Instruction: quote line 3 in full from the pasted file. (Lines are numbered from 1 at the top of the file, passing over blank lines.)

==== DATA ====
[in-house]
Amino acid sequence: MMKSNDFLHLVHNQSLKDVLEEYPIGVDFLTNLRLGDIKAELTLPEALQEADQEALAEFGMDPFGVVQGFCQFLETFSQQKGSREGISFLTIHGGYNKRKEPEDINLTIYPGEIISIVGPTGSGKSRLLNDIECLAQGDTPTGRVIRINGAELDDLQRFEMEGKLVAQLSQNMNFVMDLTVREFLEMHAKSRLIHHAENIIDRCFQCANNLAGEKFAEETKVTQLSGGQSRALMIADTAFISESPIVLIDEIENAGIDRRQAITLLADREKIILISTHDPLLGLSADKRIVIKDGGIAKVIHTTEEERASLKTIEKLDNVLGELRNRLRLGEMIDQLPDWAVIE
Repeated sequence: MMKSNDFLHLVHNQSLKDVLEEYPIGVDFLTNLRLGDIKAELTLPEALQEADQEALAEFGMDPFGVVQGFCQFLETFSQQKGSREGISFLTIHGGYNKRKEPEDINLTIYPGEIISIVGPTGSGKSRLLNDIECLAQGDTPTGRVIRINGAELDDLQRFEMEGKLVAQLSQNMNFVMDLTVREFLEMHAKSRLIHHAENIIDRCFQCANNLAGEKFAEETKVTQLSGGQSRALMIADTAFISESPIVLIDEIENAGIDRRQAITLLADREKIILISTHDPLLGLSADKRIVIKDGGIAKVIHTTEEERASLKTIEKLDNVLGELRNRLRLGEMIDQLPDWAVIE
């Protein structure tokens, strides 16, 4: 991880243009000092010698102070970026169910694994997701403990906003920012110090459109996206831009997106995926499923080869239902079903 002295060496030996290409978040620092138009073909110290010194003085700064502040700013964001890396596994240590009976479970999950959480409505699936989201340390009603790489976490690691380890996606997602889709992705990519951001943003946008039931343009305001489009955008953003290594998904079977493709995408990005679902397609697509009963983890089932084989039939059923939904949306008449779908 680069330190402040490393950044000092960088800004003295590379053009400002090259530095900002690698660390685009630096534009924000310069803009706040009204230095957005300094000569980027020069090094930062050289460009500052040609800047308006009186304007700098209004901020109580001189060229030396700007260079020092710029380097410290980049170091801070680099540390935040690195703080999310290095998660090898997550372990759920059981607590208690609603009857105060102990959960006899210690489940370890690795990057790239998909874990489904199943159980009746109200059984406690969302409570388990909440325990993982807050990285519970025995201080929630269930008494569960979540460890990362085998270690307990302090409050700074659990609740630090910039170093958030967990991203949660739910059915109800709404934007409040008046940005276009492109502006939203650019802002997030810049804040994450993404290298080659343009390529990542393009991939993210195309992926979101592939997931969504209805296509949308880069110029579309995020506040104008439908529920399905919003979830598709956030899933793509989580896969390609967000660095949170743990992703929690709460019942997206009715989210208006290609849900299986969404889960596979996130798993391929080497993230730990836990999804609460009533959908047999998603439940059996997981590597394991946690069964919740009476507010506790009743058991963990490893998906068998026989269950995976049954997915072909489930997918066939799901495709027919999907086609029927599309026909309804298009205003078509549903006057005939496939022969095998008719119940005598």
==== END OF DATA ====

Repeated sequence: MMKSNDFLHLVHNQSLKDVLEEYPIGVDFLTNLRLGDIKAELTLPEALQEADQEALAEFGMDPFGVVQGFCQFLETFSQQKGSREGISFLTIHGGYNKRKEPEDINLTIYPGEIISIVGPTGSGKSRLLNDIECLAQGDTPTGRVIRINGAELDDLQRFEMEGKLVAQLSQNMNFVMDLTVREFLEMHAKSRLIHHAENIIDRCFQCANNLAGEKFAEETKVTQLSGGQSRALMIADTAFISESPIVLIDEIENAGIDRRQAITLLADREKIILISTHDPLLGLSADKRIVIKDGGIAKVIHTTEEERASLKTIEKLDNVLGELRNRLRLGEMIDQLPDWAVIE